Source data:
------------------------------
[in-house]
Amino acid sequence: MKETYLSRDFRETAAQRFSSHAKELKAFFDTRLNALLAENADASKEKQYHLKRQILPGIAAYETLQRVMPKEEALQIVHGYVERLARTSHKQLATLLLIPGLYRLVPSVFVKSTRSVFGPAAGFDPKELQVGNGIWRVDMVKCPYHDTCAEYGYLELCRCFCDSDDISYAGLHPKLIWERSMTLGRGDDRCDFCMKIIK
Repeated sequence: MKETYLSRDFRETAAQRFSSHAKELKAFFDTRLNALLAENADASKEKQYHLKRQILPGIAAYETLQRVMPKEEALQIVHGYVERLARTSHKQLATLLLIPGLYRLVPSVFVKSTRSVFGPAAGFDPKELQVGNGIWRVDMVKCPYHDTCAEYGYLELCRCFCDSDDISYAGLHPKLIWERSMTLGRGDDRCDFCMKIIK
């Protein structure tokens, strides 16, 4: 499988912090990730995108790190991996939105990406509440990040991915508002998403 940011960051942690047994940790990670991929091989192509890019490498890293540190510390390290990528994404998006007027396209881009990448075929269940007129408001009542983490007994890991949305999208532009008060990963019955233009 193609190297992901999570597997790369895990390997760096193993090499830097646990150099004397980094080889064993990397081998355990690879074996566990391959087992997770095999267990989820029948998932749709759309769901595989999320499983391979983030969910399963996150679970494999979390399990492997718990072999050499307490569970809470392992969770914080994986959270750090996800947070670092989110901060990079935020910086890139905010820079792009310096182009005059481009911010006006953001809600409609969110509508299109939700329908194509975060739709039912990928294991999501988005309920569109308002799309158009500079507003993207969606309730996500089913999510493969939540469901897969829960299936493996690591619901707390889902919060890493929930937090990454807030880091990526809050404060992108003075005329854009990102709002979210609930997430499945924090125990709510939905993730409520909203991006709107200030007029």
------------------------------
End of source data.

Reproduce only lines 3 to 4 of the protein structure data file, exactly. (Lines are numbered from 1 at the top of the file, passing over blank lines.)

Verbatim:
Repeated sequence: MKETYLSRDFRETAAQRFSSHAKELKAFFDTRLNALLAENADASKEKQYHLKRQILPGIAAYETLQRVMPKEEALQIVHGYVERLARTSHKQLATLLLIPGLYRLVPSVFVKSTRSVFGPAAGFDPKELQVGNGIWRVDMVKCPYHDTCAEYGYLELCRCFCDSDDISYAGLHPKLIWERSMTLGRGDDRCDFCMKIIK
């Protein structure tokens, strides 16, 4: 499988912090990730995108790190991996939105990406509440990040991915508002998403 940011960051942690047994940790990670991929091989192509890019490498890293540190510390390290990528994404998006007027396209881009990448075929269940007129408001009542983490007994890991949305999208532009008060990963019955233009 193609190297992901999570597997790369895990390997760096193993090499830097646990150099004397980094080889064993990397081998355990690879074996566990391959087992997770095999267990989820029948998932749709759309769901595989999320499983391979983030969910399963996150679970494999979390399990492997718990072999050499307490569970809470392992969770914080994986959270750090996800947070670092989110901060990079935020910086890139905010820079792009310096182009005059481009911010006006953001809600409609969110509508299109939700329908194509975060739709039912990928294991999501988005309920569109308002799309158009500079507003993207969606309730996500089913999510493969939540469901897969829960299936493996690591619901707390889902919060890493929930937090990454807030880091990526809050404060992108003075005329854009990102709002979210609930997430499945924090125990709510939905993730409520909203991006709107200030007029």